The image sink 230 can be any device that outputs, displays or stores the resulting adjusted segmented image. For example, the image sink 230 can be a printer, a video display, a digital or analog photocopy machine, a volatile or non-volatile storage media or any other image sink that is capable of displaying or storing the adjusted segmented image. Additionally, the image sink 230 can be a storage device or any other known structural apparatus for indefinitely storing the image, such as RAM, a hard drive and disk, a floppy drive and disk, an optical drive and disk, a flash memory or the like. The image sink 230 and the signal line 205 can be any known or later developed elements that are capable of receiving and storing and/or outputting an electronic image from the segmented image processing system 100.
The signal lines 205 can be any known or later developed device or system for connecting the image source 200 or the image sink 230 to the segmented image processing system 100, including a direct cable connection, a connection over a wide-area network or a local-area network, a connection over an intranet, a connection over the Internet, or a connection over any other distributed processing wired or wireless network or system. Finally, the signal lines 205 can be a wired or wireless link to a scanner or other image input/conversion device that forms and/or stores the image. In general, the signal lines 205 can be any known or later developed connection system or structure usable to connect the image source and image sink to the segmented image processing system 100.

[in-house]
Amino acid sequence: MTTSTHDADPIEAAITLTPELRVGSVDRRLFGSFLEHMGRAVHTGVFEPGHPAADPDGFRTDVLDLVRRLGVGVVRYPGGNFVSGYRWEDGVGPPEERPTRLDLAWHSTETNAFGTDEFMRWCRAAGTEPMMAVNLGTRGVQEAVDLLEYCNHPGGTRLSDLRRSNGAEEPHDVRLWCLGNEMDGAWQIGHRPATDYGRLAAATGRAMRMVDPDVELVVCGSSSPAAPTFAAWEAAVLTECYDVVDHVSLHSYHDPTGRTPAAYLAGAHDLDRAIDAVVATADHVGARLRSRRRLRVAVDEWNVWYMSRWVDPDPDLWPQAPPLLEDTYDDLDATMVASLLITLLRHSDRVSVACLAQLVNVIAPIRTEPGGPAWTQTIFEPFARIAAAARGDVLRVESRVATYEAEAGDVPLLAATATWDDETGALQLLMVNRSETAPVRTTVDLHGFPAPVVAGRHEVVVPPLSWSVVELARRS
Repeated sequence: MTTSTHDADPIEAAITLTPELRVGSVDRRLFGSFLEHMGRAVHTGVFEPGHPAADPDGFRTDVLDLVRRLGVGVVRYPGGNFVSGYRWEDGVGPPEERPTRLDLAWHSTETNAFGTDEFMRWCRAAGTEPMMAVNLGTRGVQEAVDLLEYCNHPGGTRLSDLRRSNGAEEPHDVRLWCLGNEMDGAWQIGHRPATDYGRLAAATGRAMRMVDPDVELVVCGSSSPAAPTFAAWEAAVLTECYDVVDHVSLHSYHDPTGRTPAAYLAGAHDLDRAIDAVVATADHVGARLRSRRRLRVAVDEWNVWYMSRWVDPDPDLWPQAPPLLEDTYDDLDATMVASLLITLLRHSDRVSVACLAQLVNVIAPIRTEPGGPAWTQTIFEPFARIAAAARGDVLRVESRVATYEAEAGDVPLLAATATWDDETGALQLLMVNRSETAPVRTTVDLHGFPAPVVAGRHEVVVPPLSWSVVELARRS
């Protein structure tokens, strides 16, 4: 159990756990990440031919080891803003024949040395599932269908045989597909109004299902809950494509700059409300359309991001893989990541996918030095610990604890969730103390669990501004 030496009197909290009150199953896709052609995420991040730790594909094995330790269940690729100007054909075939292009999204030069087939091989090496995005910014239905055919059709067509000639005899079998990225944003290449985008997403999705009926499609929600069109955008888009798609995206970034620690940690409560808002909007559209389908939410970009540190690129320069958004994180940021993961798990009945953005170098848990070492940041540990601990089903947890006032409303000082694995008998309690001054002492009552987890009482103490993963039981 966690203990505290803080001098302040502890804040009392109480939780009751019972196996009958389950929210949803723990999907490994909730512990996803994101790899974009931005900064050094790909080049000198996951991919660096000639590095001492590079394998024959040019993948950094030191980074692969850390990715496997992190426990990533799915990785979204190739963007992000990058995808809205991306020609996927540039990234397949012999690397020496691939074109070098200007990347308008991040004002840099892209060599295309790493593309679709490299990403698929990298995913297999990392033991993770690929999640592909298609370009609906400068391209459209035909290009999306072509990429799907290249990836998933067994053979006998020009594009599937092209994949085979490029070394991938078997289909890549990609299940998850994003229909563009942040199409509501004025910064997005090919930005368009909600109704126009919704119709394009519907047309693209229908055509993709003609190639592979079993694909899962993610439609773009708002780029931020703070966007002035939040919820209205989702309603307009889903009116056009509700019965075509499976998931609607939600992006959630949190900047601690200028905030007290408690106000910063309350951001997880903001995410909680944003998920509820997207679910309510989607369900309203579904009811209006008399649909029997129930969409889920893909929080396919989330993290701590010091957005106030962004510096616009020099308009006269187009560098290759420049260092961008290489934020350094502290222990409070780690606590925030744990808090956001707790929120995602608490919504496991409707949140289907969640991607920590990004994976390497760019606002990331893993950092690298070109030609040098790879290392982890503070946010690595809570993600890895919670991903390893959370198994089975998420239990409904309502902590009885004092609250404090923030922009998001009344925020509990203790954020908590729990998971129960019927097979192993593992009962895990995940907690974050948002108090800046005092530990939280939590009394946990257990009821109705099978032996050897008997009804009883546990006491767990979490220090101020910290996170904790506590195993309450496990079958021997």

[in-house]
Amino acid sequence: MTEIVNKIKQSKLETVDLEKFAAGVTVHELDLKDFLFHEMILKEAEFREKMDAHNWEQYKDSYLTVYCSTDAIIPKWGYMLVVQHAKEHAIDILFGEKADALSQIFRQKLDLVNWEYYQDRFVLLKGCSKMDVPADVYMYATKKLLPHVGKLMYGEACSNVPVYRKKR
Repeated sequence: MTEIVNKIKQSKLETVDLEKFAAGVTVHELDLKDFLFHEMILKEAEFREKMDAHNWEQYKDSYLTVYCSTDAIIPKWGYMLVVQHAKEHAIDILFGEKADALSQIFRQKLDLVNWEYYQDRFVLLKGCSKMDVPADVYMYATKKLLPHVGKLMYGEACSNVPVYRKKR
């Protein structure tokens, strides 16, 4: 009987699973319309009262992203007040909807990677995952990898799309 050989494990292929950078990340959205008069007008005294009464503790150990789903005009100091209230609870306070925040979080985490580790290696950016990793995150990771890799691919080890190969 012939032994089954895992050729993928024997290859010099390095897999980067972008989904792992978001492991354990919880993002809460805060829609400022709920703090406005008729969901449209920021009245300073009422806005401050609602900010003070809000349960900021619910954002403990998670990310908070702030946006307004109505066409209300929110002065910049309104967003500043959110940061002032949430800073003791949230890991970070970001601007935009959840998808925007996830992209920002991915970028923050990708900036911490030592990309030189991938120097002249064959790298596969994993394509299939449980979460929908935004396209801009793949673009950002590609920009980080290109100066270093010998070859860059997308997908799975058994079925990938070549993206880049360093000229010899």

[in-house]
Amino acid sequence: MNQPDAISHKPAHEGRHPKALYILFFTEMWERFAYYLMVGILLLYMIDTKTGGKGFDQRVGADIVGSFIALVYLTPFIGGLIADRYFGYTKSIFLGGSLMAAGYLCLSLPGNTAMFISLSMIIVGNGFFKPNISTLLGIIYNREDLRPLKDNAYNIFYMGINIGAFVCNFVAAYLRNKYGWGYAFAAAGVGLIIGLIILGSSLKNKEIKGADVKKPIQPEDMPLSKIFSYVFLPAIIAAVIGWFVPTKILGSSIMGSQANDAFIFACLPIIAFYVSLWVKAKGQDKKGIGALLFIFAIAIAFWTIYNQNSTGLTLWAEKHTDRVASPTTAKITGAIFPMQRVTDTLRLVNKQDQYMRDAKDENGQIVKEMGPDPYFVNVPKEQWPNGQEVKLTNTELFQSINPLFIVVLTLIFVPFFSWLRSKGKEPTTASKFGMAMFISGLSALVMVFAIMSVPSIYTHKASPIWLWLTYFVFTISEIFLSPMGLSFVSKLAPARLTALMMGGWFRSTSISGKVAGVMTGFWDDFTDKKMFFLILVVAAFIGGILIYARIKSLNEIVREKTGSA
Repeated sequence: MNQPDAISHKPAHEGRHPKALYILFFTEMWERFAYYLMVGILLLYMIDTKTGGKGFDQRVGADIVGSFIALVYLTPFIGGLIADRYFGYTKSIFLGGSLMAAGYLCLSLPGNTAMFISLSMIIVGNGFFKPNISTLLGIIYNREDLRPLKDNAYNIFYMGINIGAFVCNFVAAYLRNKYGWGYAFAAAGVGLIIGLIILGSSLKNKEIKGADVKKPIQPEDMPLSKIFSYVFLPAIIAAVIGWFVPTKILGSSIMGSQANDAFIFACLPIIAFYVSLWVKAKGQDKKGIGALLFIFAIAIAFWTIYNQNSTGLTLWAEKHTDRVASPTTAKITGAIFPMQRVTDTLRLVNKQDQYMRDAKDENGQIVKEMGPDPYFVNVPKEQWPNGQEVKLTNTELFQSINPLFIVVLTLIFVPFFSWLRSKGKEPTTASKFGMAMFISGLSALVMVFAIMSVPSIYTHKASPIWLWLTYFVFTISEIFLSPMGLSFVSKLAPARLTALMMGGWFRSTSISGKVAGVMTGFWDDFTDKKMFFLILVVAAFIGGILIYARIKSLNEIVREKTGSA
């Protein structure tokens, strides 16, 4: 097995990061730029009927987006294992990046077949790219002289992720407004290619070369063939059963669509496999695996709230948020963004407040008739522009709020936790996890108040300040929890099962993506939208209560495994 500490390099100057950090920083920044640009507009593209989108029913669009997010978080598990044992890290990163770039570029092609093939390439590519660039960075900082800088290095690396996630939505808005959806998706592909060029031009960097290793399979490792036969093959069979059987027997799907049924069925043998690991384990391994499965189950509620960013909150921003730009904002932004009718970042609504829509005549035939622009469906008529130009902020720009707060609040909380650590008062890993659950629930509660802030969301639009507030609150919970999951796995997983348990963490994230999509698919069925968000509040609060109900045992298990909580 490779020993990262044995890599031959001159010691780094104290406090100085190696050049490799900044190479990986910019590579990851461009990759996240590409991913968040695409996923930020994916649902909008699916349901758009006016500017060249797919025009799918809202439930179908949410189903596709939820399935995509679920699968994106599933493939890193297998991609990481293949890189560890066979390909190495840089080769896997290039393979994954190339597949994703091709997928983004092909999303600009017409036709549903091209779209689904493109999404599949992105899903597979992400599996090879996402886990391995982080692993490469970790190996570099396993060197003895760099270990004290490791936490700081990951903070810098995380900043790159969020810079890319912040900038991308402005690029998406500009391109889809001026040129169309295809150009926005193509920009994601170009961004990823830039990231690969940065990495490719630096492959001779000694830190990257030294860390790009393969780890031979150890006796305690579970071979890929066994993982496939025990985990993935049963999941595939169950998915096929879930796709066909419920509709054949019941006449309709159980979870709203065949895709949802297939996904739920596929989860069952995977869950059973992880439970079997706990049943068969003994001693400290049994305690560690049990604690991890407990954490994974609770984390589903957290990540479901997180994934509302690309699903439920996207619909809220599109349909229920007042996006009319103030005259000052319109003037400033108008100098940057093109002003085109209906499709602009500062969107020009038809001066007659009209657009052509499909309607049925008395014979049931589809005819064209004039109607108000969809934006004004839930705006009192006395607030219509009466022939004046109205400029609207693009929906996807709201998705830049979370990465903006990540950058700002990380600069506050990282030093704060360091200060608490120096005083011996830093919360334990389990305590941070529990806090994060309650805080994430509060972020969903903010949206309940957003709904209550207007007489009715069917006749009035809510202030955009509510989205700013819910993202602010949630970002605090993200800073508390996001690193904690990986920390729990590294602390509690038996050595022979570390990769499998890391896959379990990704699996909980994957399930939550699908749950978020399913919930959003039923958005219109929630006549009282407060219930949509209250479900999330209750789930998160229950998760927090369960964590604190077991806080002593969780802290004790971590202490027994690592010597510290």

The display device 210, in cooperation with a user input device 220, provides a user with the ability to view and selectively modify, respectively, the input segmented image. For example, the display device 210 can be a video monitor and the user input device 220 can be a mouse. Alternatively, the display device 210 can be a touch sensitive screen and a user input device 220 integrated into the display device 210. Therefore, any single device, or combination of devices, that are capable of conveying the segmented image to a user, and receiving a user input for processing the segmented image, are usable with a segmented image processing system 100.
A segmented image is received by the segmented image processing system 100 from the image source 200 via the I/O interface 110. The segmented image, at the direction of controller 130, is stored in memory 120 for subsequent processing by the segmentation mapping circuit 140. The segmentation mapping circuit 140 identifies the segmentation map associated with the segmented input image. The identified segmentation map is then mapped to the input segmented image by the segmentation mapping circuit 140. This allows alignment of the image coordinates and an associated segmentation classifier.